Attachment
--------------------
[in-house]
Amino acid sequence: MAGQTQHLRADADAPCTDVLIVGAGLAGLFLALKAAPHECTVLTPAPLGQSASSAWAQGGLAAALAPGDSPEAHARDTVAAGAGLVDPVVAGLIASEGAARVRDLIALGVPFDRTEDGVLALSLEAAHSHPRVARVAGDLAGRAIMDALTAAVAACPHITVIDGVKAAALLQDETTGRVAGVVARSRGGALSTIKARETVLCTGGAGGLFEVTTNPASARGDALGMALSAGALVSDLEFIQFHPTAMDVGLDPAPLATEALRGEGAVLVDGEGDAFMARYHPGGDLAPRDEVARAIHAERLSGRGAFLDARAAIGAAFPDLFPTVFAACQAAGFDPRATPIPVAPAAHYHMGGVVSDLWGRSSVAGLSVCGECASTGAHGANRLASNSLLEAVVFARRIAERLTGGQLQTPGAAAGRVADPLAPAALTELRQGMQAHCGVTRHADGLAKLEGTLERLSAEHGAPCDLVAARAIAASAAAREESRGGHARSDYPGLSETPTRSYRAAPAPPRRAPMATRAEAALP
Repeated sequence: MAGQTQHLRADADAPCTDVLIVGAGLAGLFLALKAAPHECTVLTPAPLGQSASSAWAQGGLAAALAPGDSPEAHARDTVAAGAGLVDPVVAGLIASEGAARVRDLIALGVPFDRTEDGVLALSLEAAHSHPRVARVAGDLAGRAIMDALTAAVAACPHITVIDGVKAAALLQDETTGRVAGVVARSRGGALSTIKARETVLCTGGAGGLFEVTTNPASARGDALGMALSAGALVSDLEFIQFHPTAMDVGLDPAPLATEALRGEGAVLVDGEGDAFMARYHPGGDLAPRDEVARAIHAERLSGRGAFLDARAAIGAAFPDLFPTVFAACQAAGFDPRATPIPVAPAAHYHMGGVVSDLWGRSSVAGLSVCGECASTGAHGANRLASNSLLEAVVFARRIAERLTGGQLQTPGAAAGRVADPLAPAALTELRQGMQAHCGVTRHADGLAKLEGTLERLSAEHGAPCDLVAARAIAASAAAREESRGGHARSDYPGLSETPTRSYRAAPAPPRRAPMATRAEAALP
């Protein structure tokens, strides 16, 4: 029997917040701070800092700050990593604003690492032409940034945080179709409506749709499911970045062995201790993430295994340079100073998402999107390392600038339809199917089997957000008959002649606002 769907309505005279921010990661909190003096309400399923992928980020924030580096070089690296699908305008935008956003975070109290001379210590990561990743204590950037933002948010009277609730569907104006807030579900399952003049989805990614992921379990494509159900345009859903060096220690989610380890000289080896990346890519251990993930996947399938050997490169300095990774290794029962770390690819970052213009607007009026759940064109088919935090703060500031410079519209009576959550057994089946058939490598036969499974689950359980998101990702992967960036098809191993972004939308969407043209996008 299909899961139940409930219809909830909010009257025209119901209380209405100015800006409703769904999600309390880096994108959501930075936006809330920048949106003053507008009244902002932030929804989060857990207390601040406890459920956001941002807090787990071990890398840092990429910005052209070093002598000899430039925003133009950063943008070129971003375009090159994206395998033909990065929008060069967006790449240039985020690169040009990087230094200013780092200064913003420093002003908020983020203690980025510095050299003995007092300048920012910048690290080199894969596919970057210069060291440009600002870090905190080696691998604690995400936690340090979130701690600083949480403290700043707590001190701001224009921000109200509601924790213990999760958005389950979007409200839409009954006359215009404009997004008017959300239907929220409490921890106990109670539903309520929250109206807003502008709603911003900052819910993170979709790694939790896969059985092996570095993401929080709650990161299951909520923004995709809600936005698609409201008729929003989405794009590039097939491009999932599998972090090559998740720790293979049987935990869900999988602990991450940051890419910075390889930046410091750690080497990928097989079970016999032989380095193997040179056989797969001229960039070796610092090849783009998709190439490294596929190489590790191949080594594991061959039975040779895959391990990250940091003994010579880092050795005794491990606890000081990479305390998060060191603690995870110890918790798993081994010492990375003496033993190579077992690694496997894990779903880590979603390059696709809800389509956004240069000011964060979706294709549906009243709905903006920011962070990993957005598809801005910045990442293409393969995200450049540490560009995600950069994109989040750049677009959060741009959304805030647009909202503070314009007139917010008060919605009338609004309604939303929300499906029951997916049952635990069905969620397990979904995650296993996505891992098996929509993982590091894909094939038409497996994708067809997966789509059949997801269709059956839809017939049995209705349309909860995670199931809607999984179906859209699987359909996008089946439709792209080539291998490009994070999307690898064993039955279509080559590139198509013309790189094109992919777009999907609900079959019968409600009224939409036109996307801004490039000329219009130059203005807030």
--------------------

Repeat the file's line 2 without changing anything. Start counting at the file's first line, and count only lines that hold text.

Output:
Amino acid sequence: MAGQTQHLRADADAPCTDVLIVGAGLAGLFLALKAAPHECTVLTPAPLGQSASSAWAQGGLAAALAPGDSPEAHARDTVAAGAGLVDPVVAGLIASEGAARVRDLIALGVPFDRTEDGVLALSLEAAHSHPRVARVAGDLAGRAIMDALTAAVAACPHITVIDGVKAAALLQDETTGRVAGVVARSRGGALSTIKARETVLCTGGAGGLFEVTTNPASARGDALGMALSAGALVSDLEFIQFHPTAMDVGLDPAPLATEALRGEGAVLVDGEGDAFMARYHPGGDLAPRDEVARAIHAERLSGRGAFLDARAAIGAAFPDLFPTVFAACQAAGFDPRATPIPVAPAAHYHMGGVVSDLWGRSSVAGLSVCGECASTGAHGANRLASNSLLEAVVFARRIAERLTGGQLQTPGAAAGRVADPLAPAALTELRQGMQAHCGVTRHADGLAKLEGTLERLSAEHGAPCDLVAARAIAASAAAREESRGGHARSDYPGLSETPTRSYRAAPAPPRRAPMATRAEAALP